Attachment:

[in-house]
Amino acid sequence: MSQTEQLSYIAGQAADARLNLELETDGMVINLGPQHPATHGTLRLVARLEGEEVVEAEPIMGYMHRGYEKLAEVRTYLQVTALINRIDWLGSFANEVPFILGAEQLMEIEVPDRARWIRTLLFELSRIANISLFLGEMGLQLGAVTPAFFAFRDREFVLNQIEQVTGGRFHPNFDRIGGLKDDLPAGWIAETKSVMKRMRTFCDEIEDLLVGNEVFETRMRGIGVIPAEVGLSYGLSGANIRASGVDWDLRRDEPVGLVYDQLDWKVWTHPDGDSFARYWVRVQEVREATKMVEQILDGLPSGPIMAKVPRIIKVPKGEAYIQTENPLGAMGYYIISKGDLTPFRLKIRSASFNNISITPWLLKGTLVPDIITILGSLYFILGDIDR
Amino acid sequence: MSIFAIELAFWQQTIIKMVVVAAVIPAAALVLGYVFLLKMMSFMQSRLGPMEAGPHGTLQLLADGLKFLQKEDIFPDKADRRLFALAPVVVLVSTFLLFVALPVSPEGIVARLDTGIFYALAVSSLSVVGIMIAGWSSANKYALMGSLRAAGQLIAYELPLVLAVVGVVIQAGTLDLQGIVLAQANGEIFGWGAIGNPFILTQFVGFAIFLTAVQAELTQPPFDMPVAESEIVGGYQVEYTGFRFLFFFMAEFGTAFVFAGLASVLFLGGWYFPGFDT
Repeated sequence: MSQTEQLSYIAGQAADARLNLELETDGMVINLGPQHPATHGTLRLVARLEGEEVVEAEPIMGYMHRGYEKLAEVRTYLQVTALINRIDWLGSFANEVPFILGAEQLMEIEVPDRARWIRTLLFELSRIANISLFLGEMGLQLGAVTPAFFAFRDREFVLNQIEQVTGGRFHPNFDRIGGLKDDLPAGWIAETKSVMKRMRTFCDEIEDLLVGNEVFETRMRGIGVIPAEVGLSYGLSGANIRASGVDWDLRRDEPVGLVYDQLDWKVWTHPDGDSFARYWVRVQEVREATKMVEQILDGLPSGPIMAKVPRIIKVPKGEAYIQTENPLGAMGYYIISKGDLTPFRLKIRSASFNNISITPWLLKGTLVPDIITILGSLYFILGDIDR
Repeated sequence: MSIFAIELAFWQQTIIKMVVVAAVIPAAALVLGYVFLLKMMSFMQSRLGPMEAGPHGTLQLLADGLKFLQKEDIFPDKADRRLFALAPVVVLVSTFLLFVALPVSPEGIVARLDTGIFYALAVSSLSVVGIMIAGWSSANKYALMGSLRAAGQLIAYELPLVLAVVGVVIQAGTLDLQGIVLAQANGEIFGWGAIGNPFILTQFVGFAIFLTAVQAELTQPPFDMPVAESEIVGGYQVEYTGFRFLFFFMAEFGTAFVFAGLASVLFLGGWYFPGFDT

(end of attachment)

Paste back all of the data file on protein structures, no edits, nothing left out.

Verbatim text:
[in-house]
Amino acid sequence: MSQTEQLSYIAGQAADARLNLELETDGMVINLGPQHPATHGTLRLVARLEGEEVVEAEPIMGYMHRGYEKLAEVRTYLQVTALINRIDWLGSFANEVPFILGAEQLMEIEVPDRARWIRTLLFELSRIANISLFLGEMGLQLGAVTPAFFAFRDREFVLNQIEQVTGGRFHPNFDRIGGLKDDLPAGWIAETKSVMKRMRTFCDEIEDLLVGNEVFETRMRGIGVIPAEVGLSYGLSGANIRASGVDWDLRRDEPVGLVYDQLDWKVWTHPDGDSFARYWVRVQEVREATKMVEQILDGLPSGPIMAKVPRIIKVPKGEAYIQTENPLGAMGYYIISKGDLTPFRLKIRSASFNNISITPWLLKGTLVPDIITILGSLYFILGDIDR
Amino acid sequence: MSIFAIELAFWQQTIIKMVVVAAVIPAAALVLGYVFLLKMMSFMQSRLGPMEAGPHGTLQLLADGLKFLQKEDIFPDKADRRLFALAPVVVLVSTFLLFVALPVSPEGIVARLDTGIFYALAVSSLSVVGIMIAGWSSANKYALMGSLRAAGQLIAYELPLVLAVVGVVIQAGTLDLQGIVLAQANGEIFGWGAIGNPFILTQFVGFAIFLTAVQAELTQPPFDMPVAESEIVGGYQVEYTGFRFLFFFMAEFGTAFVFAGLASVLFLGGWYFPGFDT
Repeated sequence: MSQTEQLSYIAGQAADARLNLELETDGMVINLGPQHPATHGTLRLVARLEGEEVVEAEPIMGYMHRGYEKLAEVRTYLQVTALINRIDWLGSFANEVPFILGAEQLMEIEVPDRARWIRTLLFELSRIANISLFLGEMGLQLGAVTPAFFAFRDREFVLNQIEQVTGGRFHPNFDRIGGLKDDLPAGWIAETKSVMKRMRTFCDEIEDLLVGNEVFETRMRGIGVIPAEVGLSYGLSGANIRASGVDWDLRRDEPVGLVYDQLDWKVWTHPDGDSFARYWVRVQEVREATKMVEQILDGLPSGPIMAKVPRIIKVPKGEAYIQTENPLGAMGYYIISKGDLTPFRLKIRSASFNNISITPWLLKGTLVPDIITILGSLYFILGDIDR
Repeated sequence: MSIFAIELAFWQQTIIKMVVVAAVIPAAALVLGYVFLLKMMSFMQSRLGPMEAGPHGTLQLLADGLKFLQKEDIFPDKADRRLFALAPVVVLVSTFLLFVALPVSPEGIVARLDTGIFYALAVSSLSVVGIMIAGWSSANKYALMGSLRAAGQLIAYELPLVLAVVGVVIQAGTLDLQGIVLAQANGEIFGWGAIGNPFILTQFVGFAIFLTAVQAELTQPPFDMPVAESEIVGGYQVEYTGFRFLFFFMAEFGTAFVFAGLASVLFLGGWYFPGFDT